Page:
DNR officials previously said the distance between the breach and the lake make it less likely the problems near the dam could significantly impact water levels.
“Say for a minute those culverts were not there and water started flowing over the dam,” D’Antuono said. “We don’t know that there would be much difference at all. I don’t know if anyone knows that would reflood the lake to the level (residents) would like.
“One of the problems the town has, and one of the things we talked about, is nobody has real good data.”
Looking for answers
Frank and Katy Palormo, who live near Roman on the channel’s shore, are the most active residents in pressuring the town and state to address the issue.
The two began their efforts in 2007, reviewing documents and speaking with residents. Some are supportive, while others side with the town.
At one point, the Palormos hired a Madison attorney to help in their research. After thousands of dollars in legal fees, the attorney withdrew, citing a personal conflict with the DNR, Katy Palormo said.
Through open records laws, the Palormos acquired stacks of documents related to Turtle Lake. A letter from the DNR to the township in 2002 indicates the culverts beneath Turtle Lake Road were placed “6 to 12 inches lower than the crest of the spillway of the dam.” That could cause water to drop as low as the elevation of the invert at the culvert, the department wrote.
Another letter, dated July 2011, said the Turtle Lake Improvement Association applied for a permit to construct a berm to block the flow of water through the breach. The DNR asked the lake association for more details before approving the project, but the lake association responded by withdrawing the application.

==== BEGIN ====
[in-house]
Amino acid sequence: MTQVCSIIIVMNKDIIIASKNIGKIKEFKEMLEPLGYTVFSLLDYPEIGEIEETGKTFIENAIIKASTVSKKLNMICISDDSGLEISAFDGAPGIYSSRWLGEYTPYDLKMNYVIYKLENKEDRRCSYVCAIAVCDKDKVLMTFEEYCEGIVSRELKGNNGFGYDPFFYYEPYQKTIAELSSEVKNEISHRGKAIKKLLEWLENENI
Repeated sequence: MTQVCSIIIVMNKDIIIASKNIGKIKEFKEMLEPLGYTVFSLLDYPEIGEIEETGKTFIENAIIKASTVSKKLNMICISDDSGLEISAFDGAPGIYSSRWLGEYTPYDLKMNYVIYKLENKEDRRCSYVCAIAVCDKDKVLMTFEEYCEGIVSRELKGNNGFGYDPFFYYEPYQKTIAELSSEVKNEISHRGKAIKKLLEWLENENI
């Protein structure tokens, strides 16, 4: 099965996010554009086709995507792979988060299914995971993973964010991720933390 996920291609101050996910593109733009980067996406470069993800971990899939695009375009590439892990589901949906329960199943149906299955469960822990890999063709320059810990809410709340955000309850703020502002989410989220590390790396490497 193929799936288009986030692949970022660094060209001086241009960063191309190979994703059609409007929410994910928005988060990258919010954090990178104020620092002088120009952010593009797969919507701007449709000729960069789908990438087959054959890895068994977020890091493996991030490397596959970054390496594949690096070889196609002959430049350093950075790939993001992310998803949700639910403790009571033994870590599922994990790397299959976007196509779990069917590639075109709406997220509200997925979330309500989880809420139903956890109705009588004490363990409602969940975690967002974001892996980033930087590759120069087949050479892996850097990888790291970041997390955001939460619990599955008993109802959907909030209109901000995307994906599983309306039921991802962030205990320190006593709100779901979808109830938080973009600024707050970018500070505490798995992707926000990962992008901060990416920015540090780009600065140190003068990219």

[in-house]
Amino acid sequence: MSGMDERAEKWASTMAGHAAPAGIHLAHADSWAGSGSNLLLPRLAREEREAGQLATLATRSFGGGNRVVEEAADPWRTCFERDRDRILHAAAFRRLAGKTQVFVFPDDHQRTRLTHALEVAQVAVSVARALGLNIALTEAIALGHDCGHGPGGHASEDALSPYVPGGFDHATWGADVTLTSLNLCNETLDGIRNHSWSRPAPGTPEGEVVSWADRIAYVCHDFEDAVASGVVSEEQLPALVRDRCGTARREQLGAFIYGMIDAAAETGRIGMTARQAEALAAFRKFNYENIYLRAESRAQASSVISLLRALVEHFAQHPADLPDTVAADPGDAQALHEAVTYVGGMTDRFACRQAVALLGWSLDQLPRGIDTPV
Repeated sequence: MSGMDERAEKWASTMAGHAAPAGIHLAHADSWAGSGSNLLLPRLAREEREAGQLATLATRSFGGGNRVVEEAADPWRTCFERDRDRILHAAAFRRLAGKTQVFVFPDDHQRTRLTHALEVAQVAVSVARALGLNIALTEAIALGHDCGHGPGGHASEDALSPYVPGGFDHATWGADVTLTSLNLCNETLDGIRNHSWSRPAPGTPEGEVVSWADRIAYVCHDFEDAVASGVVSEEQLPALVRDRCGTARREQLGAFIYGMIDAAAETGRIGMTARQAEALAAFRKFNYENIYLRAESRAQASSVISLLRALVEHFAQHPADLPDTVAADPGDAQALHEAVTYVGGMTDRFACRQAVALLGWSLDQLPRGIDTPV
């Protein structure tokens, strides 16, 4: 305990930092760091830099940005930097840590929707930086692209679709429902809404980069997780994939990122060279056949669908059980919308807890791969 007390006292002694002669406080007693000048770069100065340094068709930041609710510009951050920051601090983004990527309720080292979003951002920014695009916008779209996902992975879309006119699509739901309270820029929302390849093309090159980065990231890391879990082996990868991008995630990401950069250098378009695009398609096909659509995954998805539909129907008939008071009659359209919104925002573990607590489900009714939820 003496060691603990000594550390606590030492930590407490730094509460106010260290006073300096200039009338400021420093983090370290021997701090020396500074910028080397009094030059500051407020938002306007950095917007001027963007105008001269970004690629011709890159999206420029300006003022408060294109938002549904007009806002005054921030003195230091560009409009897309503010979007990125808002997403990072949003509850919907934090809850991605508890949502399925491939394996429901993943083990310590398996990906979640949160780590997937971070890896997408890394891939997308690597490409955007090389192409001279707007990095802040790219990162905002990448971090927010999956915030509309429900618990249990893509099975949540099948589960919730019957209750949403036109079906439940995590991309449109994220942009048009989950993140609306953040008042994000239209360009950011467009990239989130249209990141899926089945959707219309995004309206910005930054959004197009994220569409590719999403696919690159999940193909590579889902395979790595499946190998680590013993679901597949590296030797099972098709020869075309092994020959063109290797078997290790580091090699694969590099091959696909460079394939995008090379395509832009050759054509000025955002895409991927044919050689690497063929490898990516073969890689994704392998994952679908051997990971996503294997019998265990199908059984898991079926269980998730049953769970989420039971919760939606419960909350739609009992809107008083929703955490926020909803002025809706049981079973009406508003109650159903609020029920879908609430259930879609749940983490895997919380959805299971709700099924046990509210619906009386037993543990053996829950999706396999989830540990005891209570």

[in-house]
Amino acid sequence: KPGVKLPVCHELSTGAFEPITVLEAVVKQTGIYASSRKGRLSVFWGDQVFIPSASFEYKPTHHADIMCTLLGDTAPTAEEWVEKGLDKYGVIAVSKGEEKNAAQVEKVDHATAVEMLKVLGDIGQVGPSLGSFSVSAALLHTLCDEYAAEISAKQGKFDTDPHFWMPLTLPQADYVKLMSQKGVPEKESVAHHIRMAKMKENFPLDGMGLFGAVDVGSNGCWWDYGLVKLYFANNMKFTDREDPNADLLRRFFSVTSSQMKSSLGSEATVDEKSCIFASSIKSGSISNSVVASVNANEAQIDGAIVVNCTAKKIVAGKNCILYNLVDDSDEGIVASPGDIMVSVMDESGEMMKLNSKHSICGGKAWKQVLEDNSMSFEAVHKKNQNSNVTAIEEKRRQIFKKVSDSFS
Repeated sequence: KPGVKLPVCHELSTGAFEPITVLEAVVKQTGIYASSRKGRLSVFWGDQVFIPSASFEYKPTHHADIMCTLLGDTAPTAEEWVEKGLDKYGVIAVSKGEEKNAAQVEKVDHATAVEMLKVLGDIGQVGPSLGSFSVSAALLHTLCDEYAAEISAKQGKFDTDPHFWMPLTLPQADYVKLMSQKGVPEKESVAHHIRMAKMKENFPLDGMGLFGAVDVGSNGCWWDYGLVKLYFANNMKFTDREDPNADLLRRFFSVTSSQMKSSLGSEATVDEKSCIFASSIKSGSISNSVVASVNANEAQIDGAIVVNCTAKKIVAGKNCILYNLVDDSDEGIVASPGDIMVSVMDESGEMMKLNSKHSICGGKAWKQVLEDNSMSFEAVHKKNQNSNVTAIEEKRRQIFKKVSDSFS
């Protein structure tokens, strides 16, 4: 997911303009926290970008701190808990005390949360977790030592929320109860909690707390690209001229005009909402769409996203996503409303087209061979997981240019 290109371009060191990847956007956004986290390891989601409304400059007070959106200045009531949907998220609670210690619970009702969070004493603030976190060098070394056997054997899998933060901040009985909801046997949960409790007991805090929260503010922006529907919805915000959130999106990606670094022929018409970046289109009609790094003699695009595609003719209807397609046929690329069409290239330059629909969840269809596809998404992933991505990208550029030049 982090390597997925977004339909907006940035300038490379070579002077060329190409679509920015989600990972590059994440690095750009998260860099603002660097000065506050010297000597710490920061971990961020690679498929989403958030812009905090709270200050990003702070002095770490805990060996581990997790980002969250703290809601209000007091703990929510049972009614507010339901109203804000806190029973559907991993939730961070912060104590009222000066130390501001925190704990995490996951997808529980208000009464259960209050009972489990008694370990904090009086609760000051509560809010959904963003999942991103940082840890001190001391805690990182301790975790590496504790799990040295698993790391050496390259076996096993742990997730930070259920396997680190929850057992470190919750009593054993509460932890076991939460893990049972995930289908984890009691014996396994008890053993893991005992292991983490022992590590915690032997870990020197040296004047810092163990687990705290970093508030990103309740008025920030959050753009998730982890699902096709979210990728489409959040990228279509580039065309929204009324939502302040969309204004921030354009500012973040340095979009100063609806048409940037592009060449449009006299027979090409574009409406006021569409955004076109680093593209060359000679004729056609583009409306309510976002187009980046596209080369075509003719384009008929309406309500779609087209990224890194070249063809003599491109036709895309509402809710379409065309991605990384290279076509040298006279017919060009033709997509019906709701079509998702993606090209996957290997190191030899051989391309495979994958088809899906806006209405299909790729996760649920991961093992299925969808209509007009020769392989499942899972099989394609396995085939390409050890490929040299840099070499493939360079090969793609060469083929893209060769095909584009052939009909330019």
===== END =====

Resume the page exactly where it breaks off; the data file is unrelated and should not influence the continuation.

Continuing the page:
Someone did try to take matters into their own hands by illegally placing 106 sandbags at the breach. The DNR removed them and investigated the matter without ever finding out who did it.
The DNR in its 2011 letter highlight three courses of action for the township:
-- Abandon the dam while removing the spillway to restore the stream.
-- Transfer the dam to a “responsibly entity with taxing authority.”
-- Hire a consultant to submit plans for dam reconstruction.
All three would have sufficed, Katy Palormo said. Nothing has yet been done.
“It’s been devastating,” Katy Palormo said. “The people we trusted—the lake association, the town board members—appear not to be playing straight with us. It’s not just about the access to this lake; it’s about the overall quality of the lake.
Finding a fix
Richmond Township residents want their lake restored to its “normal” levels, but there’s no clear fix to making that happen. Especially since nobody really know what normal means.
Town Chairman Wayne Redenius said during October’s meeting that above-average precipitation over the last few years led to higher water levels. With a “drought” this year, the lake began to drop, he said.
DNR officials agreed with Redenius’ theory that Turtle Lake might just be conforming to Mother Nature’s unpredictability. During his trip to Richmond Township in late November, Roman said, the water already had crept up about 4 inches.
“Turtle Lake dropped down to what might be a normal dry cycle,” D’Antuono said.
He compared the dramatic changes to a Waukesha County lake, where water levels jumped so high they crept over residential docks.
“These lakes fluctuate seasonally. Now it’s in a position where it’s kind of reversed the other way.”
It’s unclear what’s next for residents or the lake’s condition. The town could spend the money to fix the breach or address the culverts. It also could wait and see if water levels rebound like some DNR officials think they might.
Either way, residents just want their lake back.
“This is everything we worked for,” Katy Palormo said.